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Natural Labour Induction

Natural Labour Induction

As every pregnant woman approaches the last weeks of pregnancy they can’t help but start thinking of ways to bring on labour and get the chance to meet their baby sooner.

A pregnancy is considered full term at 37 weeks and the techniques discussed in this article should not be started until after this point.  Some women choose to wait until 40 weeks, or their due date to begin trying to naturally induce labour.

Below are suggestions for natural labour induction methods that can be attempted at home and also those that should only be administered by a qualified Naturopathic Doctor.

Techniques for Natural Labour Induction at Home

1.     Sexual intercourse

One of the simplest methods of inducing labour (if you’re up for it!)  The prostaglandins in semen can help with the dilating and effacing (thinning) of the cervix.  If you are able to achieve orgasm this can further open the cervix.  Additionally, sex can trigger the release of oxytocin, the ‘contraction’ hormone.  Sex, even this late in pregnancy, is perfectly safe for both the mother and baby.

2.     Nipple stimulation

Stimulating the nipples (manually or with a breast pump) can lead to increased frequency and strength of contractions.  Stimulating the nipples causes the release of oxytocin, the same hormone that is responsible for uterine contraction.  This technique is best done if you are already experiencing infrequent contractions, labour has stalled or you are several days past your due date.  There are several methods that are suggested:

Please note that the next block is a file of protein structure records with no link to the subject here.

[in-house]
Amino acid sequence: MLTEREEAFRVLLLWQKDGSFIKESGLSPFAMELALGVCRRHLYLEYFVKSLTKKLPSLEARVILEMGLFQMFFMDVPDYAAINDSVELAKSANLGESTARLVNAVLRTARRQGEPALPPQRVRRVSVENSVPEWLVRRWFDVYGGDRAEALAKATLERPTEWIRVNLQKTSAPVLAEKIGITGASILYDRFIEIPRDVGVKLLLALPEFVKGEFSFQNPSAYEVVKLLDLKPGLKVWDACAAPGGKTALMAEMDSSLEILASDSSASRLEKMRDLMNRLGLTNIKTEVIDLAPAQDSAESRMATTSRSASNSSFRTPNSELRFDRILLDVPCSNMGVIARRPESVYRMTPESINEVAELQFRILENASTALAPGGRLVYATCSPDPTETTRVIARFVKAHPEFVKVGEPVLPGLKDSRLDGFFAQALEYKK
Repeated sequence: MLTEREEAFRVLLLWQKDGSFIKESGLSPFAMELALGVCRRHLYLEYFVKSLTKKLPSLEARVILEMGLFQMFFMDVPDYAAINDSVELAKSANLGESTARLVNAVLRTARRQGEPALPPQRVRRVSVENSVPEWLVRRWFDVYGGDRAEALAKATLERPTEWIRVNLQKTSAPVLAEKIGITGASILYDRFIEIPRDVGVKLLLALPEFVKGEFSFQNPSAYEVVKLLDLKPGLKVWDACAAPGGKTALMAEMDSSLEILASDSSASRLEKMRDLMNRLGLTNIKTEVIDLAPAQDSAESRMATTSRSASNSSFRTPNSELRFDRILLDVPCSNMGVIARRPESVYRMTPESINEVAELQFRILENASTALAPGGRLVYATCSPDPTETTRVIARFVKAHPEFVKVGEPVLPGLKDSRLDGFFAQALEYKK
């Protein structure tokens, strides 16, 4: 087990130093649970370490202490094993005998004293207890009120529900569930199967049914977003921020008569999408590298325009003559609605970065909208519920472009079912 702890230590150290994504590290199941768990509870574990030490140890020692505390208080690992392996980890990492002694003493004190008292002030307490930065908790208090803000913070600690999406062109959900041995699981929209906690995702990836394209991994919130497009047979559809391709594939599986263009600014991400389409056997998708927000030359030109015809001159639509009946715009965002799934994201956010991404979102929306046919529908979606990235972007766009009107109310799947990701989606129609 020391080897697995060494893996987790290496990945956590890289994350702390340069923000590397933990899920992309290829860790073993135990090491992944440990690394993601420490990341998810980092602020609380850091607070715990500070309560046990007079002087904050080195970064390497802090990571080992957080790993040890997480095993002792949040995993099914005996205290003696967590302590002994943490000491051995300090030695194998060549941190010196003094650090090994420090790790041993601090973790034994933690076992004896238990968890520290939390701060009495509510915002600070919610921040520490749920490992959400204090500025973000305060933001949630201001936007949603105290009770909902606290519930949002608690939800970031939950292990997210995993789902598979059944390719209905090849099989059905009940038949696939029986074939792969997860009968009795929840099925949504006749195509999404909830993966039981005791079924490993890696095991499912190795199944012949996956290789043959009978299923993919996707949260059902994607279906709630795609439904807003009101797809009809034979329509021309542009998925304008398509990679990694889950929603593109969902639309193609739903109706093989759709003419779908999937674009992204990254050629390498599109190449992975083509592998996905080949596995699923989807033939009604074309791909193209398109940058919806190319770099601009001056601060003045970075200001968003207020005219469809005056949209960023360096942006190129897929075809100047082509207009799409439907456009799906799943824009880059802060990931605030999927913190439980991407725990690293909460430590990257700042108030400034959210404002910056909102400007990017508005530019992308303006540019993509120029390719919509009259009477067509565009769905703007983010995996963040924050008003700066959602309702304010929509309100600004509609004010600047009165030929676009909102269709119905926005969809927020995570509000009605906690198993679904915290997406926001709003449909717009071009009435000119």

i.   firm pressure of nipple with fingers for 2 minutes, rest for 3 minutes.  Repeat for 20 minutes.

ii.  15 minutes of firm nipple (including the areola) stimulation (alternating breasts midway through) each hour for several hours in a row.

3.     Exercise

Sometimes the best technique for inducing labour is encouraging the baby to assume the best position for labour and delivery.  Exercise, such as walking, swimming, belly dancing, or some yoga movements can help descend a baby into the pelvis and apply the necessary pressure on the cervix for dilation to occur.

4.     Pineapple

Fresh pineapple is a rich source of bromelain, an enzyme that some people think can encourage ripening of the cervix and bring on labour.  Eat fresh pineapple daily, juicing and canning pineapple destroys the bromelain.  Caution: large amounts of pineapple can contribute to heart burn or diarrhea in some people.

5.     Castor Oil

One of the oldest methods of bringing on labour, it is one that I don’t personally recommend unless you are past your due date.  Castor oil works by irritating the digestive tract and having purgative (vomiting) and laxative (diarrhea) effects.  This over-stimulation of the digestive tract also results in stimulation of the uterus and can be effective in bringing on labour.  However, many women would prefer not to be experiencing diarrhea or vomiting in their early labour.  If you choose to use castor oil start with smaller amounts (1-2 tablespoons) and mix with a nut butter (such as almond butter) to provide  some fat and protein to lessen the negative effects of the castor oil.

6.     Evening Primrose Oil

Evening primrose oil is a rich source of prostaglandins and can support the thinning and dilation of the cervix.  Gel caps are easily available in health food stores.  Insert 3 capsules as close to the cervix as possible each night at bedtime (wear a pad to bed in case there is a slight discharge.)

Techniques for Labour Induction Provided by a Naturopathic Doctor

7.     Red raspberry leaf tea